Most large firms have a predetermined salary range for each position in their structure, and this is primarily determined based on the industry averages. Salaries are also affected by educational attainment.
Aside from these internal factors, some salary ranges are affected by supply and demand. This means that shortages in an area of expertise typically push the salary offers upwards while the oversupply of talent lowers it.
Differences Between Salaried Workers and Hourly Workers
Unlike salaried employees who receive a fixed amount of money regardless of the number of hours they work in a month, hourly workers are only paid for the actual hours they rendered their services.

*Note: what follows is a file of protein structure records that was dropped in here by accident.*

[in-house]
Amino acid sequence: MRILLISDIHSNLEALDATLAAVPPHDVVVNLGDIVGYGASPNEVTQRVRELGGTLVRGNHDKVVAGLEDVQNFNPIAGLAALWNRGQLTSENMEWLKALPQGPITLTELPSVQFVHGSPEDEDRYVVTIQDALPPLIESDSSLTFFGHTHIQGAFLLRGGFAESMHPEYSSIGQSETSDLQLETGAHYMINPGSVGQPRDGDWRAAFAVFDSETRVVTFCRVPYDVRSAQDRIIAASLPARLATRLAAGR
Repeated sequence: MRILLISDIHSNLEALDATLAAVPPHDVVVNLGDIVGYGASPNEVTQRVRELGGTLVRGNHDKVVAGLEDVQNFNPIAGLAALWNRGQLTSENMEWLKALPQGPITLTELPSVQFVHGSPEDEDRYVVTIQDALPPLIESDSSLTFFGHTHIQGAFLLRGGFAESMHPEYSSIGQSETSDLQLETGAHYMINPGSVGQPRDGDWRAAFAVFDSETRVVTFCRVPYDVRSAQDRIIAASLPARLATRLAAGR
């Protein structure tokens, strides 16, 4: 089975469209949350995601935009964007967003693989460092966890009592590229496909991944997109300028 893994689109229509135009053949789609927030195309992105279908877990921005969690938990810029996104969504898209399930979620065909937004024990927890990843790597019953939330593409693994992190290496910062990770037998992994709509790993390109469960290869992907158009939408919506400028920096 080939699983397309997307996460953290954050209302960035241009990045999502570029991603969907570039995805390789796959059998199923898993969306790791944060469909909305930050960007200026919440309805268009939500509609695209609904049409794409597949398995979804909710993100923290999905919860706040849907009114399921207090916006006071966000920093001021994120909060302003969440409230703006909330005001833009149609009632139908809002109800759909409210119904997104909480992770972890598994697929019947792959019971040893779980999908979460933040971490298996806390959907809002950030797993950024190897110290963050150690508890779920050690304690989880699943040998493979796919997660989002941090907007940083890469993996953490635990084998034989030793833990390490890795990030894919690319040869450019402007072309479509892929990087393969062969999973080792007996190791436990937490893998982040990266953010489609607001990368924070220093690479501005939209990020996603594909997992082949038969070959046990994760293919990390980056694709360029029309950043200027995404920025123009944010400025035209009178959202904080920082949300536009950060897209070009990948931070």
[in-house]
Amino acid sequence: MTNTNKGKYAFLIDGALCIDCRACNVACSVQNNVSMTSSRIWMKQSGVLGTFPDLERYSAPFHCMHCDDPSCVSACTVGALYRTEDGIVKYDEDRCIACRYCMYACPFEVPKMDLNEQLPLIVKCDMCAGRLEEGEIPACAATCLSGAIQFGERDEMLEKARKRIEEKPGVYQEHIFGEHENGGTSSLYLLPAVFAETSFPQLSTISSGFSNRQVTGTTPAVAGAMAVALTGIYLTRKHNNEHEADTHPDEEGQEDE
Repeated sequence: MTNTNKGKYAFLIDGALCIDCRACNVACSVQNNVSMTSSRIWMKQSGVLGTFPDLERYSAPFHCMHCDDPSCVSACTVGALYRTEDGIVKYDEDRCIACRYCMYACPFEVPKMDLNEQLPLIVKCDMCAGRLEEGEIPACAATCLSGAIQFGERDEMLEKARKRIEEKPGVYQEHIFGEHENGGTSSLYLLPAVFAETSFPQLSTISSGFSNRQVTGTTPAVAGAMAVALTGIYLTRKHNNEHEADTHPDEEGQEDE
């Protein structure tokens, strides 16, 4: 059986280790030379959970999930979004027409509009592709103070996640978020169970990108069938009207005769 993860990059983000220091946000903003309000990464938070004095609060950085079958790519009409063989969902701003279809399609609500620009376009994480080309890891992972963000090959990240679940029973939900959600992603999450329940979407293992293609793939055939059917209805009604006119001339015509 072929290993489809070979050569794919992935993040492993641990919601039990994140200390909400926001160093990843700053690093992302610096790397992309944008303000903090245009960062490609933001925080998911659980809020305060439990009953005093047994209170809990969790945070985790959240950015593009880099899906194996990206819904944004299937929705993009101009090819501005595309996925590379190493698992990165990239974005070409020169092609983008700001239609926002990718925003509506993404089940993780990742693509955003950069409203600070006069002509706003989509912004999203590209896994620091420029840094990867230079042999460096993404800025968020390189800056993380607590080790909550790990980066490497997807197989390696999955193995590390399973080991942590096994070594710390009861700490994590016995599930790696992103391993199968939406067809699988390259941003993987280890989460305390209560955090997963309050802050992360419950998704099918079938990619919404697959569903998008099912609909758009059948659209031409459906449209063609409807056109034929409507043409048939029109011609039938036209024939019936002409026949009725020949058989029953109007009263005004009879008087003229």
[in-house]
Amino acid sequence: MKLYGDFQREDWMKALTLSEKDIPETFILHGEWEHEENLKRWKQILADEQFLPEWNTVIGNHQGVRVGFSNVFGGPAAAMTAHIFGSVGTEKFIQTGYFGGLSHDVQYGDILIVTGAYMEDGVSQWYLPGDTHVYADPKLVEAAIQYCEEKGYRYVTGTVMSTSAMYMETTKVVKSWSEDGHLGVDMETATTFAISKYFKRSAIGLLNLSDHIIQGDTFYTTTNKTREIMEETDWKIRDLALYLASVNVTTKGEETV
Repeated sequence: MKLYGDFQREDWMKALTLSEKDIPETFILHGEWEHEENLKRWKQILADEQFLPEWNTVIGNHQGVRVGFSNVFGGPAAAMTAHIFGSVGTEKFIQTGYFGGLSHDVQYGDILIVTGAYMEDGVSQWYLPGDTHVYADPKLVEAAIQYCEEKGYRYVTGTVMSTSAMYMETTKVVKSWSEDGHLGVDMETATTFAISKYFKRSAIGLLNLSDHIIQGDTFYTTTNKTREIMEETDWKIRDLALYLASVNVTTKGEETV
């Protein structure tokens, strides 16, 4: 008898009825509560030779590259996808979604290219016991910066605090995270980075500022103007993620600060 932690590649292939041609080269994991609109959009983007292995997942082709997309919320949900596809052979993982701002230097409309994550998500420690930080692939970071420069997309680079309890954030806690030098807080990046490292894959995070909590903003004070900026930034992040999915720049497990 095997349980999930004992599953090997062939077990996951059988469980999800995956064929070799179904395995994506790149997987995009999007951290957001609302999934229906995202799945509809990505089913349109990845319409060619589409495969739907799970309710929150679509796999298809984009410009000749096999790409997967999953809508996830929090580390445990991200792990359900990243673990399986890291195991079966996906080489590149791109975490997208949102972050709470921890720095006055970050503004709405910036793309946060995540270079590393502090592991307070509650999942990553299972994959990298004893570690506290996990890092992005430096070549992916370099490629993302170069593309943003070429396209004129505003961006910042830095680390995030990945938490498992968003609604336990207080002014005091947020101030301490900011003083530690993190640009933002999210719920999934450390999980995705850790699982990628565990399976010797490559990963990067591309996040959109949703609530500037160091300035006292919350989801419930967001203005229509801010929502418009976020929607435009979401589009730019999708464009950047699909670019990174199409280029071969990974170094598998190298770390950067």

Because of this, hourly employees need to keep a timesheet to monitor their work hours. Also, by being paid hourly, they’re entitled to pay for overtime hours worked and can even receive double time for holidays.
On the flip side of this, salaried workers may sometimes work beyond their schedule without getting paid extra.
This is because most of them are considered exempt employees who are not entitled to overtime pay.
Exempt vs Non-Exempt Employees
Under the Fair Labor Standards Act (FLSA), employers must pay at least a minimum wage for up to 40 hours of work in a week and overtime pay beyond that unless an employee is considered exempt.
To be categorized as an exempt employee, you must be a salaried worker, earn beyond the standard salary level, and be performing administrative, professional, or executive duties at work.
Non-exempt employees receive at least the federal minimum wage of $7.25 per hour in regular time and at least time and a half for work rendered beyond the standard 40 hours weekly as overtime pay.
Advantages Offered by Salary Jobs